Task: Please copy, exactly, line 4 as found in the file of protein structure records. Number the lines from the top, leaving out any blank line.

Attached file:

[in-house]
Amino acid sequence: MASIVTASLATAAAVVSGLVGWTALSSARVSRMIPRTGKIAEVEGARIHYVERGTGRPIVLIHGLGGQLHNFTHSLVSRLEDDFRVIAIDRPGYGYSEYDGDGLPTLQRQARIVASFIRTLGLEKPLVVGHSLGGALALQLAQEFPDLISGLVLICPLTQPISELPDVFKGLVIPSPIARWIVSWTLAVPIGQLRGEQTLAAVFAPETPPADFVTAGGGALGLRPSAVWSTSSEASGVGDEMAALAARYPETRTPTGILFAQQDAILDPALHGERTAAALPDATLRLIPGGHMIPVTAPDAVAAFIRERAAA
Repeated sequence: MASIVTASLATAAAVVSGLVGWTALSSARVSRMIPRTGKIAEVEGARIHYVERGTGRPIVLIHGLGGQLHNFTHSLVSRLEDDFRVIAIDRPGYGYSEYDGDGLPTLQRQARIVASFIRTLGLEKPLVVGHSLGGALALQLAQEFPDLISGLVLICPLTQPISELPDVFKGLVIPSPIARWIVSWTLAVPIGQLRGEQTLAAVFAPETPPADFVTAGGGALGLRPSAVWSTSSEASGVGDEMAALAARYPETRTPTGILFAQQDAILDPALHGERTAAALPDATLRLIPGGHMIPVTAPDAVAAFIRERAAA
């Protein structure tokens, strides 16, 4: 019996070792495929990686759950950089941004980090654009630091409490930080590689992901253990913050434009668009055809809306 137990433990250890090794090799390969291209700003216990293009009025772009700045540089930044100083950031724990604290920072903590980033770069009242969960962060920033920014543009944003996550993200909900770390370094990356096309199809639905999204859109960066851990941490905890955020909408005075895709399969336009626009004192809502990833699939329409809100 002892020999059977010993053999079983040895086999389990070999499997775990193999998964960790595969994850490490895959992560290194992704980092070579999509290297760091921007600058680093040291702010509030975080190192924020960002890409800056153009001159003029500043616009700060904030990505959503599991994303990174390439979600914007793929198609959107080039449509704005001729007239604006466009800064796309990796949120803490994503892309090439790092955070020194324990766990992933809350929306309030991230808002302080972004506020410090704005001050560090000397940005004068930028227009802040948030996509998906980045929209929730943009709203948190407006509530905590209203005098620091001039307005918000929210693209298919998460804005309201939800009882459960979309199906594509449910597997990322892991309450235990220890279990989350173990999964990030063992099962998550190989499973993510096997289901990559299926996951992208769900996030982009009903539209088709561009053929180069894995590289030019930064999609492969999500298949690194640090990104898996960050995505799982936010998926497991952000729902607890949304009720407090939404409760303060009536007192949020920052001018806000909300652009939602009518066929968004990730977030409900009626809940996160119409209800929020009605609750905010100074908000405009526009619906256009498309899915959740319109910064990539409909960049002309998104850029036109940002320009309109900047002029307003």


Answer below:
């Protein structure tokens, strides 16, 4: 019996070792495929990686759950950089941004980090654009630091409490930080590689992901253990913050434009668009055809809306 137990433990250890090794090799390969291209700003216990293009009025772009700045540089930044100083950031724990604290920072903590980033770069009242969960962060920033920014543009944003996550993200909900770390370094990356096309199809639905999204859109960066851990941490905890955020909408005075895709399969336009626009004192809502990833699939329409809100 002892020999059977010993053999079983040895086999389990070999499997775990193999998964960790595969994850490490895959992560290194992704980092070579999509290297760091921007600058680093040291702010509030975080190192924020960002890409800056153009001159003029500043616009700060904030990505959503599991994303990174390439979600914007793929198609959107080039449509704005001729007239604006466009800064796309990796949120803490994503892309090439790092955070020194324990766990992933809350929306309030991230808002302080972004506020410090704005001050560090000397940005004068930028227009802040948030996509998906980045929209929730943009709203948190407006509530905590209203005098620091001039307005918000929210693209298919998460804005309201939800009882459960979309199906594509449910597997990322892991309450235990220890279990989350173990999964990030063992099962998550190989499973993510096997289901990559299926996951992208769900996030982009009903539209088709561009053929180069894995590289030019930064999609492969999500298949690194640090990104898996960050995505799982936010998926497991952000729902607890949304009720407090939404409760303060009536007192949020920052001018806000909300652009939602009518066929968004990730977030409900009626809940996160119409209800929020009605609750905010100074908000405009526009619906256009498309899915959740319109910064990539409909960049002309998104850029036109940002320009309109900047002029307003």